How can word parts help me understand new vocabulary?

There are many ways to learn new vocabulary.  One way is to know about the different parts of words.  Sometimes they can help you guess the meaning of new words. Sometimes they can help you guess how the new words are used.  Knowing more things about new words can also help you remember them.

Prefixes
Some words have prefixes at the beginning.  These have their own meanings.  They can help you guess the meaning of the new word.  They can sometimes even help you make new words form the words you already know.  It’s a good idea to know common prefixes. Here are a few examples:

Prefix  Meaning Example
 co-  together  cooperate, colleague
 re  again  repeat, replay
 pre-  before  preview, prepaid
 trans–   across  transport
 mis-  badly/incorrect  mistake, misunderstand
 inter-  between  international, interpret
 over-  too much/more  oversleep, overpay

 

Word roots
Sometimes you can also guess the meaning of new words by looking at their roots.  These are word parts that also have their own meanings.  Many word roots come from the Latin and Greek languages.  They are more common in academic English.  For example the word biology has two roots that give you the word meaning bio- (life) and -logy (study).  It’s a good idea to know some of the common ones. Here are a few examples.

Root Meaning Example
 mono  one  monorail
 logy  study  geology
 cent  one hundred  century
 multi  many  multiply
 auto  self  automobile
 tele  far off  telephone
 port  to carry  transport

 

Suffixes
Some words have suffixes at the end.  These can tell you how the word is used grammatically.  They can tell you the part-of-speech of the word – whether the word is a noun, verb, adjective, or adverb.  Here are some common suffixes and parts-of-speech.

Suffix Part-of-speech Example
 -ment
-ness
-tion/-sion
 noun  retirement
happiness
reservation
 -ate
-ize
-en
 verb  communicate
finalize
soften
 -al
-ive
-ful
 adjective  accidental
expensive
careful
 -ly  adverb  quicly

Suffixes can also sometimes help you the guess the meaning of the word.  For example, the suffix -er can sometimes mean the person doing an action eg. player or buyer.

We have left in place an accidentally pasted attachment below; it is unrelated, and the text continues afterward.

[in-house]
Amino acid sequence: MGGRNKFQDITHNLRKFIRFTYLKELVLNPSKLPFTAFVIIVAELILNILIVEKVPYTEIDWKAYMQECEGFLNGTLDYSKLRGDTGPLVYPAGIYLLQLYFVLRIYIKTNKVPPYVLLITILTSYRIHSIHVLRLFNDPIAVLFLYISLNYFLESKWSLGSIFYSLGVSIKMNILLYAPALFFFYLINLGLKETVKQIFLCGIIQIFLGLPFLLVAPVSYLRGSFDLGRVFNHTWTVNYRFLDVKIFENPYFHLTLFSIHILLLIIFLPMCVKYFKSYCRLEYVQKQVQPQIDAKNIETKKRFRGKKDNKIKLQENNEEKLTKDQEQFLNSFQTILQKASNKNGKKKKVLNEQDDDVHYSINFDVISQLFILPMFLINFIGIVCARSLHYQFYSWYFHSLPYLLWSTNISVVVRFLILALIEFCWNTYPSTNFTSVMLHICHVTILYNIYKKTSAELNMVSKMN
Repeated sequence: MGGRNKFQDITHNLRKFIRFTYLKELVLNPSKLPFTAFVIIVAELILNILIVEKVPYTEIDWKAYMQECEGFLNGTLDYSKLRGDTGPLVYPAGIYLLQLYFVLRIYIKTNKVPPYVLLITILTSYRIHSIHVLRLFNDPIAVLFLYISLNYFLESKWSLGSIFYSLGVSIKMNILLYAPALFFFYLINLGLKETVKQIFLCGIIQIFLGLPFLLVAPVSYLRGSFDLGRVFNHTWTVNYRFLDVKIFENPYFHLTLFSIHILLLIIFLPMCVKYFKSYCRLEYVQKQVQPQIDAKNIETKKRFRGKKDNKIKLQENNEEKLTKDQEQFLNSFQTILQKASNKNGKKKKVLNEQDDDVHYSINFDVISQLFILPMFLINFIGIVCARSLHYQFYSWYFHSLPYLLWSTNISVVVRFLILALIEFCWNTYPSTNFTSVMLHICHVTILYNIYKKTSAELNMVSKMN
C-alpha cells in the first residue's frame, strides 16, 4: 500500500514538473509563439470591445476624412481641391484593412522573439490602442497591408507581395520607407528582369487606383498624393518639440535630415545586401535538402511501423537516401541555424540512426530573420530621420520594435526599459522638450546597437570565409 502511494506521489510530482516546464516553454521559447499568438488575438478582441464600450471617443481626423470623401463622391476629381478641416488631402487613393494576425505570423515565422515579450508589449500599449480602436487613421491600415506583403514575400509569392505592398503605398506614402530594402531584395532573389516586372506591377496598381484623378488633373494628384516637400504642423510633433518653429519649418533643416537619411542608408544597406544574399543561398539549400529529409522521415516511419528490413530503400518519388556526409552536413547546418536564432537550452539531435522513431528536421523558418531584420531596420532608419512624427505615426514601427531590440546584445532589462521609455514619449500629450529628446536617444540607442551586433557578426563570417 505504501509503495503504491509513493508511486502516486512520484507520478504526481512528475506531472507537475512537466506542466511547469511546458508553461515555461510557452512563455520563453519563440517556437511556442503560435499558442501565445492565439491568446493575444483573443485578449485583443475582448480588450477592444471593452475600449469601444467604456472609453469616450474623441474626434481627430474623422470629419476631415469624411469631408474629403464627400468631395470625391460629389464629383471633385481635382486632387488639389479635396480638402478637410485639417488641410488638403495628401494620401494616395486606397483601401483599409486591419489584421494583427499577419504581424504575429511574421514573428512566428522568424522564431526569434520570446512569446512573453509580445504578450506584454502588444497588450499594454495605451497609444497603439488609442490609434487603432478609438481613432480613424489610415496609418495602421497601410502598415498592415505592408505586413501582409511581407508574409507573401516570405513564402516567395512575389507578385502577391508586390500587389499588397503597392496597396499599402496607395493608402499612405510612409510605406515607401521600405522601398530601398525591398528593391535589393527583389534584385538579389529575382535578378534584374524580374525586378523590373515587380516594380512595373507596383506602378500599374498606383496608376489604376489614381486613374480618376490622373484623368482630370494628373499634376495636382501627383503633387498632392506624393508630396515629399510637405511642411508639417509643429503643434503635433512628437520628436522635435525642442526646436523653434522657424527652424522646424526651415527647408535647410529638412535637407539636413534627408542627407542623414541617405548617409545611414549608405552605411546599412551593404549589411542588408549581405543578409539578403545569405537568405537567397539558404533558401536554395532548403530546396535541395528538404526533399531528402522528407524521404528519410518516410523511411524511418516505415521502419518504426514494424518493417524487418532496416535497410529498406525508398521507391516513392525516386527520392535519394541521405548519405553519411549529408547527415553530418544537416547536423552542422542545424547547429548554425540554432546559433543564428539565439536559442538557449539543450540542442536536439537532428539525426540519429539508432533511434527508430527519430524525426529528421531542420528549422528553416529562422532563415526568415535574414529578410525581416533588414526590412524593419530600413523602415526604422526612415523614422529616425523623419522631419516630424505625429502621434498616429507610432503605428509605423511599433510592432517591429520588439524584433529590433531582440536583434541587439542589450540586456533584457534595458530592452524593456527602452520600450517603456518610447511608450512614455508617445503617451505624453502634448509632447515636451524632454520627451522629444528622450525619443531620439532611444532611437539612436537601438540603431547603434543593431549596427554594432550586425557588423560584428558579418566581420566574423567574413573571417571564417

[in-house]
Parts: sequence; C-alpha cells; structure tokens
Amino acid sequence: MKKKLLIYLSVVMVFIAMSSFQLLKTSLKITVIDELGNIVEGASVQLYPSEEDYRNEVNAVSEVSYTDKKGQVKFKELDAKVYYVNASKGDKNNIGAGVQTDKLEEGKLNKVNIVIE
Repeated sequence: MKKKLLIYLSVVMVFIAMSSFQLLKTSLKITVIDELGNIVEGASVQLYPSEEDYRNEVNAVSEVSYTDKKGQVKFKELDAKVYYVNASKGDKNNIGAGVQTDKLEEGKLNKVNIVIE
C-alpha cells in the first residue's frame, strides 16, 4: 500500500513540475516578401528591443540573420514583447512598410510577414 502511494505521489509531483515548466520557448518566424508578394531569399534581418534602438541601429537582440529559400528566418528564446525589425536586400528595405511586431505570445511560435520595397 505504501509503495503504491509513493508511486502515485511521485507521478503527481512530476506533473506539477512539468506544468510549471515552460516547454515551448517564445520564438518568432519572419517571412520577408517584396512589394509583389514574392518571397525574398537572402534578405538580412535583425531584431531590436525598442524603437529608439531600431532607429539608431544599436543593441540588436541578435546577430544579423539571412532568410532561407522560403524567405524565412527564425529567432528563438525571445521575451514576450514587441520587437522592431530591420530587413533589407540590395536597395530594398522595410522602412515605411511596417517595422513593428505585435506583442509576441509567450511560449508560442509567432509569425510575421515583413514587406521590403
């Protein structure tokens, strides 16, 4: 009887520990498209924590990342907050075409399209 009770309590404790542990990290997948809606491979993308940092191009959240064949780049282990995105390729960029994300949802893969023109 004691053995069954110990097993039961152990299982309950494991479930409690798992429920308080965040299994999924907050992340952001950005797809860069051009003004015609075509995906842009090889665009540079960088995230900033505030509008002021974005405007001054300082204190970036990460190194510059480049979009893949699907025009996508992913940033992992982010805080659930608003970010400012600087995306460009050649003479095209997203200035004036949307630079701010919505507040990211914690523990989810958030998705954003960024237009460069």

Syllables and primary stress
Syllables are groups of sounds in a word that are pronounced together.  For example the word happiness has three syllables ha-ppi-ness.  One syllable in a word is always pronounced more strongly than the others.  This is called the primary stress.  Sometimes the primary stress can help you guess the word’s part-of-speech.  For example, with two syllable words, when the stress in on the second syllable the word is usually a verb.  But, when the stress is on the first syllable, it is more likely to be a noun.  For example PREsent (a gift) is a noun, but preSENT (do a talk) is a verb.

 

 

Phonemes
These are all sounds in a word. Syllables are made up of one or more phonemes.  Phonemes will not help you guess the word’s meaning but they will tell it’s correct pronunication.  Knowing the correct pronunication of the word will also help you remember it.  It’s also good to know the phonemes you find difficult to pronounce.  Also, be extra careful with pronouncing the phonemes in the primary stess syllable. English phoneme table.

 

Extra tip!!   Also use examples

It’s also important to know how words are used in a sentence. If you’re making a word list, also write the sentence where you found the word.  When checking new words in a dictionary, check the example sentences.  Also, make a note of any words (collocations) that your new word is often used together with.

Related links

More prefixes, suffixes, and word roots

Recommended free vocabulary learning sites (and apps)

Recommended free online dictionaries (and apps)